Good question about century, Dave. (Finally had a chance to think about it,
sorry, been out two weeks.)
I think "first century, AD" is straightforward, it's '00'. The guidance
from 8601 is not explicit but seems to strongly imply that the century of
any four-digit (AD) year is represented by its first two digits, so '00'
would represent the century for the years 0001 through 0099.
The second question is a problem. 8601 gives no guidance whatsoever that I
can find. I'm perfectly willing to defer to anyone here who knows the
authoritative answer. in lieu of that, I'm going to offer a tentative
I have updated the table to reflect these.
My reasoning is as follows. I think it is safe to conclude that we can
narrow the choices to '-00' and '-01'. One could argue against '-00' on the
basis that zero is neither positive nor negative and could argue in favor of
'-01' on the basis of mathematical calculation. However, I suspect that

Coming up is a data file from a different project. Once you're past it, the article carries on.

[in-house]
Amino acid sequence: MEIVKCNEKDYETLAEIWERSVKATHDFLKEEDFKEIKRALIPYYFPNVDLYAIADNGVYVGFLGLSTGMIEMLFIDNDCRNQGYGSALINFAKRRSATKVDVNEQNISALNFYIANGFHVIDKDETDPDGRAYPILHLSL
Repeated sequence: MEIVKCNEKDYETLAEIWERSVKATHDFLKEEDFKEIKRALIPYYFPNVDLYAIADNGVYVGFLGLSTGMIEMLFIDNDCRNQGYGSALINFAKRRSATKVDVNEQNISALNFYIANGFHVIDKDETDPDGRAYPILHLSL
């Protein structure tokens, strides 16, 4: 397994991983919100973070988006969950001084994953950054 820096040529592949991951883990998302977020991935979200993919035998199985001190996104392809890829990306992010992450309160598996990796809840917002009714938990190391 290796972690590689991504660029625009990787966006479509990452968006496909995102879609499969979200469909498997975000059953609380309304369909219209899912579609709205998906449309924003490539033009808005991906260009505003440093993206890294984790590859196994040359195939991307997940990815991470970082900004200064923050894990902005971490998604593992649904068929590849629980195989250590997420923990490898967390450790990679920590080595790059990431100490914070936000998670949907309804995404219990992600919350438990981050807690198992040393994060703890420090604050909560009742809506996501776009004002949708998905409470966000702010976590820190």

these centuries are not used much for mathematical calculation, and that
'00' and '-01' could be viewed as two different strings, rather than
integers. And I think that using '-00' is logically consistent with the way
century is derived for AD years (i.e. via truncation).
But if someone has a convincing argument to the contrary I'll change it.
From: Discussion of the Developing Date/Time Standards
[mailto:[log in to unmask]] On Behalf Of Reser, Dave
Sent: Monday, September 20, 2010 2:24 PM
To: [log in to unmask]
Subject: Re: [DATETIME] EDTF Features list
Thanks for providing the features table. We think it solves almost all of
our problems, but we have a question on recording two specific centuries.
Section 2, line 201 for Century indicates how to record centuries (e.g., 19
for the 20th century), but we are perplexed about:
First century (AD/ACE)
First century (BC/BCE)
Any advice is appreciated.
LC Policy & Standards Division